The SoilSCAPE Network Multiscale In-situ Soil Moisture Measurements: Innovations in Network Design and Approaches to Upscaling in Support of SMAP

Monday, 15 December 2014
Mahta Moghaddam, Daniel Clewley, Agnelo Silva and Ruzbeh Akbar, University of Southern California, The Ming Hsieh Dept. of Electr. Eng., Los Angeles, CA, United States
The Soil Moisture Active Passive (SMAP) mission will provide soil moisture at 3, 9, and 36 km scales through the use of radar and radiometer data. To validate SMAP products, in-situ sensors are required. Typically, validation plans consist of several sensors installed nearly uniformly in the scene. To upscale the soil moisture estimates to the scales of SMAP products requires a large number of sensors, distributed throughout the instrument footprint. Even for the higher resolution SMAP products (3 km) there are often insufficient sensors available within a resolution cell.

The Soil moisture Sensing Controller and oPtimal Estimator (SoilSCAPE) project provides a new adaptive validation strategy, including upscaled estimates of soil moisture. By utilizing smarter network technology and optimized sensor placement, more representative measurements of soil moisture are obtained, at a range of spatial scales with lower costs than traditional networks. A large network was established around the Tonzi Ranch site in central California. The network design comprises multiple sites, each with a 10-30 node cluster taking measurements from up to 4 sensors installed at different depths. The nodes wirelessly communicate to a Local Coordinator, which collects data and transmits to a server ( Each node can communicate with the Coordinator up to a distance of 400m. Each station supports up to 60 nodes. Currently 111 nodes have been installed over 6 sites.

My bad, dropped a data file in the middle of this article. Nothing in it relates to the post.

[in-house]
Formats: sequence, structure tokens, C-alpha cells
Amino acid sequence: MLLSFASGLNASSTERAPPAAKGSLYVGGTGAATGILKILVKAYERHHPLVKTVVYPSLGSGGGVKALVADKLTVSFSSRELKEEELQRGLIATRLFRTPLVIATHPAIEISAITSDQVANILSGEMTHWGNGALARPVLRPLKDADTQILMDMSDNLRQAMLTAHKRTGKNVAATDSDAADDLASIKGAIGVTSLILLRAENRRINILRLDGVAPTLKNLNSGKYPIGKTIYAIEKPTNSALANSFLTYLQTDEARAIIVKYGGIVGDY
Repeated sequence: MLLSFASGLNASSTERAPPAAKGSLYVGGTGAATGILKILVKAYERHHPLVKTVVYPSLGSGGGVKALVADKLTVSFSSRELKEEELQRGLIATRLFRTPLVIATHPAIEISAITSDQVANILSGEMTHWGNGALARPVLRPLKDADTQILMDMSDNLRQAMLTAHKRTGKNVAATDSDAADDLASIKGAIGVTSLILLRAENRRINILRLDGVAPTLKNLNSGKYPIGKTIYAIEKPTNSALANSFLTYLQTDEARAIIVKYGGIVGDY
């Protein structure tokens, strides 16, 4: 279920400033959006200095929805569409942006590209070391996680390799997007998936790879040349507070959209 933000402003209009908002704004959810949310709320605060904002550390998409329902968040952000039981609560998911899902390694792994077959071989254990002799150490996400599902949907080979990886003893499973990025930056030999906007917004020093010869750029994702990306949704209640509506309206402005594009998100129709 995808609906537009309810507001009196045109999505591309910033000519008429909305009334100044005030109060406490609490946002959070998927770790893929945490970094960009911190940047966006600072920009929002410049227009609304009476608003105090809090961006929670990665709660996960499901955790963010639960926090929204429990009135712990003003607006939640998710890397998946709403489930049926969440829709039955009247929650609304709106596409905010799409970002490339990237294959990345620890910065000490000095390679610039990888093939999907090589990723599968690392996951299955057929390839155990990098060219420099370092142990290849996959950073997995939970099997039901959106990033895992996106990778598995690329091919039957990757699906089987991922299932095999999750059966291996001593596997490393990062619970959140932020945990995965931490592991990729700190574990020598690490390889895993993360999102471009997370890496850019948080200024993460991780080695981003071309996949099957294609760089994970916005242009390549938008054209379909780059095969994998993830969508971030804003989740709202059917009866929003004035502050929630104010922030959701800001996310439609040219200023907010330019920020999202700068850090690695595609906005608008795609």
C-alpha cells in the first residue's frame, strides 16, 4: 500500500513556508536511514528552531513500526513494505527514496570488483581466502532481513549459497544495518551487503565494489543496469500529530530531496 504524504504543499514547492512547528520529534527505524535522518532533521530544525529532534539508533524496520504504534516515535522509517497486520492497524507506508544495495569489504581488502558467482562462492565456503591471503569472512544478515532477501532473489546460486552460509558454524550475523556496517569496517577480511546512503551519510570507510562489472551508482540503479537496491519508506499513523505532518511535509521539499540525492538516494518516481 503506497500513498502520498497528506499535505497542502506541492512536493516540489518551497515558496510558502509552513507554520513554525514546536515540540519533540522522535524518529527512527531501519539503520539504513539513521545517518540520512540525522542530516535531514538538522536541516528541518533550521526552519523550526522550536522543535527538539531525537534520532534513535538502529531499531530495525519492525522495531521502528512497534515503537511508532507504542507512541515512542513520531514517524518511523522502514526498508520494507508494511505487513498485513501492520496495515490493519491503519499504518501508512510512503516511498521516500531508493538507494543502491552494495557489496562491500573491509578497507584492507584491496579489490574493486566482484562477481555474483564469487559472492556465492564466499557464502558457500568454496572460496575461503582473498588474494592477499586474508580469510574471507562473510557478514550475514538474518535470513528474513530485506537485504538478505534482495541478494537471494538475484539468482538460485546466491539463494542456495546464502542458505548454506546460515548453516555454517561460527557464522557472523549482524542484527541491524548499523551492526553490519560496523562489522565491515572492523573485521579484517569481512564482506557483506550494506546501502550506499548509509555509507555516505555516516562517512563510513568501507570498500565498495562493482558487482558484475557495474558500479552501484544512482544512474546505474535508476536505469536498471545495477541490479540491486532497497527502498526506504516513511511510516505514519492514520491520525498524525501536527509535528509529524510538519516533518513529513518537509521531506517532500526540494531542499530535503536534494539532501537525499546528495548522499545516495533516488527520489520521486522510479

The SoilSCAPE nonuniform placement of sensors requires novel upscaling methods. Previous studies have used regression, which works well when the measurement is well correlated with other variables. However, soil moisture dependence on various variables could be complex and nonlinear. To account for such complexities, we use the Random Forests algorithm, which is capable of modeling complex non-linear system and can handle continuous and categorical data. The algorithm has not previously been applied to upscale estimates of soil moisture. Using AirMOSS P-band radar data and other data layers we describe a technique for upscaling in-situ soil moisture data from the SoilSCAPE network to a range of resolutions for the SMAP mission. The method and results will be presented, including the latest advances and enabling data products from SoilSCAPE.